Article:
Most of us have been there — and probably a lot of us are still there. But hey! Snap out of it. The game isn’t over yet, and the universe is about to stop just for you.

Here’s the Story …
I was reading through a familiar story about a guy who had three strikes against him, but who won in the end despite all his disadvantages. He was blind. He was a beggar. And he was stuck in a dump of a town that had a really bad history. And stranded there, all he could do was call out for help. But life didn’t pass him by; he was not forgotten by history, and in fact, his name is now famous, known around the world — well, at least in the church world, anyway.

One day Jesus and his crew were on a trek from the north country down to the big city of Jerusalem, and they had to pass through the town of Jericho. Everyone knew Jericho. It was on a main highway from the fertile Galilee to Jerusalem, and on the East-West route connecting the Transjordan region with the Judean hill country. Joshua and the refugees from Egypt had marched around it a thousand years before, and (as we all know) its “walls came tumbling down.” A curse was placed on anyone who dared rebuild that city (Josh 6:26), but it was situated at the mouth of one of the largest freshwater springs in the area, so curse or no curse, that little bit of real estate was not going to stay abandoned for very long. And Jesus and his team were passing through it on their way to some important business about to become the first Easter holiday.

This poor guy, sitting in his sweat, caked in dirt, probably stinking to high heaven, heard the commotion of Jesus’ entourage, and started raising a ruckus. He wanted some attention. He wanted some help. He was sick of where he was, and he wanted out. The crowd around him, preoccupied with the celebrity coming through town, did not appreciate the disruption. He was told in less than friendly terms to shut up and stop making a nuisance of himself. But the guy persisted. And Jesus stopped. Jesus turned around and told his crew to get him. Now that he had been recognized, the crowd changed its tune. “Cheer up. On your feet! He’s calling you.” The man threw his cloak aside, jumped to his feet, came to Jesus, and told him what he wanted. And Jesus gave it to him. Immediately, the man was healed of blindness and joined Jesus on the road (Mk 10:46-52).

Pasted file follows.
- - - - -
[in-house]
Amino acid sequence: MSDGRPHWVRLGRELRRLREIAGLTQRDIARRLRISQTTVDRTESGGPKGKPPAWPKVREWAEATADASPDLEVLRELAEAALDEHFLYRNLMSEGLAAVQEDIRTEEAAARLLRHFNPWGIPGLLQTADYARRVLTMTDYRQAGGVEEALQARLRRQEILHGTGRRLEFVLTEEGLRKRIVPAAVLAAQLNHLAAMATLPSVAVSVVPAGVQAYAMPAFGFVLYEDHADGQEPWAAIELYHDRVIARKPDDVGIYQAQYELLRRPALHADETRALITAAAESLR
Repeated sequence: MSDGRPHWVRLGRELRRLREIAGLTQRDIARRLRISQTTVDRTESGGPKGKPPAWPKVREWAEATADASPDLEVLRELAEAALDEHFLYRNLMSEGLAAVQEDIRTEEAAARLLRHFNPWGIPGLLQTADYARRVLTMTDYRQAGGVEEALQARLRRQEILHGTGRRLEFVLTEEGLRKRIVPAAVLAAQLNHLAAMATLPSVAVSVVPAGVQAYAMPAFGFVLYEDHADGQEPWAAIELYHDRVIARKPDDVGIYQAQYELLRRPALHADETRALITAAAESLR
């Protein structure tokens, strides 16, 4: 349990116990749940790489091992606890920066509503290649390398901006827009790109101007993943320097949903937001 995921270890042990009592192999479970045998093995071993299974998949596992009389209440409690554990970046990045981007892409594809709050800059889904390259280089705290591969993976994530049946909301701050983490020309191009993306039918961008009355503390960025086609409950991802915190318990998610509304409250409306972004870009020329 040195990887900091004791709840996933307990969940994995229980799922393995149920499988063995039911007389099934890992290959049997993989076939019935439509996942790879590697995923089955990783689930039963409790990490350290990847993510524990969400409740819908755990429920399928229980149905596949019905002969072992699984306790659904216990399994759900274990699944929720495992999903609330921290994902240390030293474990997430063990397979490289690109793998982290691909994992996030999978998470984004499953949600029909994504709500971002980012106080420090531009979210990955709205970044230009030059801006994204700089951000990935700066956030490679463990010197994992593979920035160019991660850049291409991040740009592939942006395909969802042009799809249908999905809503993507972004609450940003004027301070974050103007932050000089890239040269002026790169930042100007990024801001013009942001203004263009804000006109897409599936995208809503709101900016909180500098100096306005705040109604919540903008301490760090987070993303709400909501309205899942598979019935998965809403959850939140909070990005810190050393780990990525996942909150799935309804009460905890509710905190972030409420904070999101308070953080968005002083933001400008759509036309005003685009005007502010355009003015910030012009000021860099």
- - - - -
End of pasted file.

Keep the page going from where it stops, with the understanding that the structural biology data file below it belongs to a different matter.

So what?
Here’s the point to that little drama. We all sometimes feel like we’re stuck in a rut, that life and our destiny has passed us by. And we may even feel like we’ve earned it, like we deserve to be there, that we made God angry at us, and this is our punishment, our curse. And now we’re in such a bad place we can’t even see our way out of it. We’re blind, we don’t even have any idea which way to go or what to do next. We feel like we’re rotting right where we stand. Our life is over. It seems hopeless. But Jesus stopped for that man. Even with all the things pressing on his mind, Jesus stopped to pay some attention to that insignificant, washed up, dirty and stinking, little man. And the future changed in that instant. Not only did that man get his sight, but his life was handed back to him. He got a new purpose, a new journey. And to this day, Bartimaeus’ name is recited by kids in Sunday Schools around the world. All because he called out and Jesus stopped.

It Ain’t Over
It ain’t over till it’s over. And it ain’t over. You may feel stuck in your Jericho. You may feel like you’re done, the game’s over, you’ve used up all your chances and you might as well just sit on the ground and scream. But Jesus stopped in that cursed town. He stopped for a single person. He interrupted his urgent schedule to breathe life back into a seemingly worthless individual. And everything changed. The man threw his coat aside, he dropped the baggage from his past, embraced his future, and a new stage of his life began.

You may have to do the same. You may have to call out — even to the point of becoming a nuisance to those around you who think they have their acts together. But you won’t be ignored — not by the guy who has the power to restore your life, your vision of the future, your purpose. You may have to stop being so passive. You may have to exert the energy to throw off that heavy cloak you’ve been carrying around, that old stuff that weighs you down and ties you to your past. There may be something required of you to help take those first steps into your new life. But “cheer up. He’s calling you.” You’ve caught the eye of the King of Creation — and right now, that makes you the center of the universe. And your story is just beginning.